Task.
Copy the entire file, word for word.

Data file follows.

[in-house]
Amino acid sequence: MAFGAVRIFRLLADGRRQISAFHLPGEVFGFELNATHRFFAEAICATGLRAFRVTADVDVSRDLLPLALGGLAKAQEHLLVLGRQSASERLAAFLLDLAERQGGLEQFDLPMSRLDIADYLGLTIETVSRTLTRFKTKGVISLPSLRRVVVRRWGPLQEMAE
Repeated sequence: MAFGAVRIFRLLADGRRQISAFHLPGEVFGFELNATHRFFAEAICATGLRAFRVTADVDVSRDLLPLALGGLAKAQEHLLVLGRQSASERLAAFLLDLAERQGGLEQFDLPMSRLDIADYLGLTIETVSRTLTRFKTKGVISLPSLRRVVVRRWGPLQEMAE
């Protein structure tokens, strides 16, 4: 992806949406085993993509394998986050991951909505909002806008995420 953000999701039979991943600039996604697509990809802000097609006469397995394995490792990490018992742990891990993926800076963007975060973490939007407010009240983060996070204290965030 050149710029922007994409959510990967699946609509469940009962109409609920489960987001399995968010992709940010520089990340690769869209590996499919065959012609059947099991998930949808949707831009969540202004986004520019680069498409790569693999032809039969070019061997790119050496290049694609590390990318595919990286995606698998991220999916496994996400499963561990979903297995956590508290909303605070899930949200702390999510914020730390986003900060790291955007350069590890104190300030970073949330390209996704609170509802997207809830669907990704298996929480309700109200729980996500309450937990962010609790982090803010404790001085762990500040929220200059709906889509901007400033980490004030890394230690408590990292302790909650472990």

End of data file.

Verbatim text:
[in-house]
Amino acid sequence: MAFGAVRIFRLLADGRRQISAFHLPGEVFGFELNATHRFFAEAICATGLRAFRVTADVDVSRDLLPLALGGLAKAQEHLLVLGRQSASERLAAFLLDLAERQGGLEQFDLPMSRLDIADYLGLTIETVSRTLTRFKTKGVISLPSLRRVVVRRWGPLQEMAE
Repeated sequence: MAFGAVRIFRLLADGRRQISAFHLPGEVFGFELNATHRFFAEAICATGLRAFRVTADVDVSRDLLPLALGGLAKAQEHLLVLGRQSASERLAAFLLDLAERQGGLEQFDLPMSRLDIADYLGLTIETVSRTLTRFKTKGVISLPSLRRVVVRRWGPLQEMAE
């Protein structure tokens, strides 16, 4: 992806949406085993993509394998986050991951909505909002806008995420 953000999701039979991943600039996604697509990809802000097609006469397995394995490792990490018992742990891990993926800076963007975060973490939007407010009240983060996070204290965030 050149710029922007994409959510990967699946609509469940009962109409609920489960987001399995968010992709940010520089990340690769869209590996499919065959012609059947099991998930949808949707831009969540202004986004520019680069498409790569693999032809039969070019061997790119050496290049694609590390990318595919990286995606698998991220999916496994996400499963561990979903297995956590508290909303605070899930949200702390999510914020730390986003900060790291955007350069590890104190300030970073949330390209996704609170509802997207809830669907990704298996929480309700109200729980996500309450937990962010609790982090803010404790001085762990500040929220200059709906889509901007400033980490004030890394230690408590990292302790909650472990």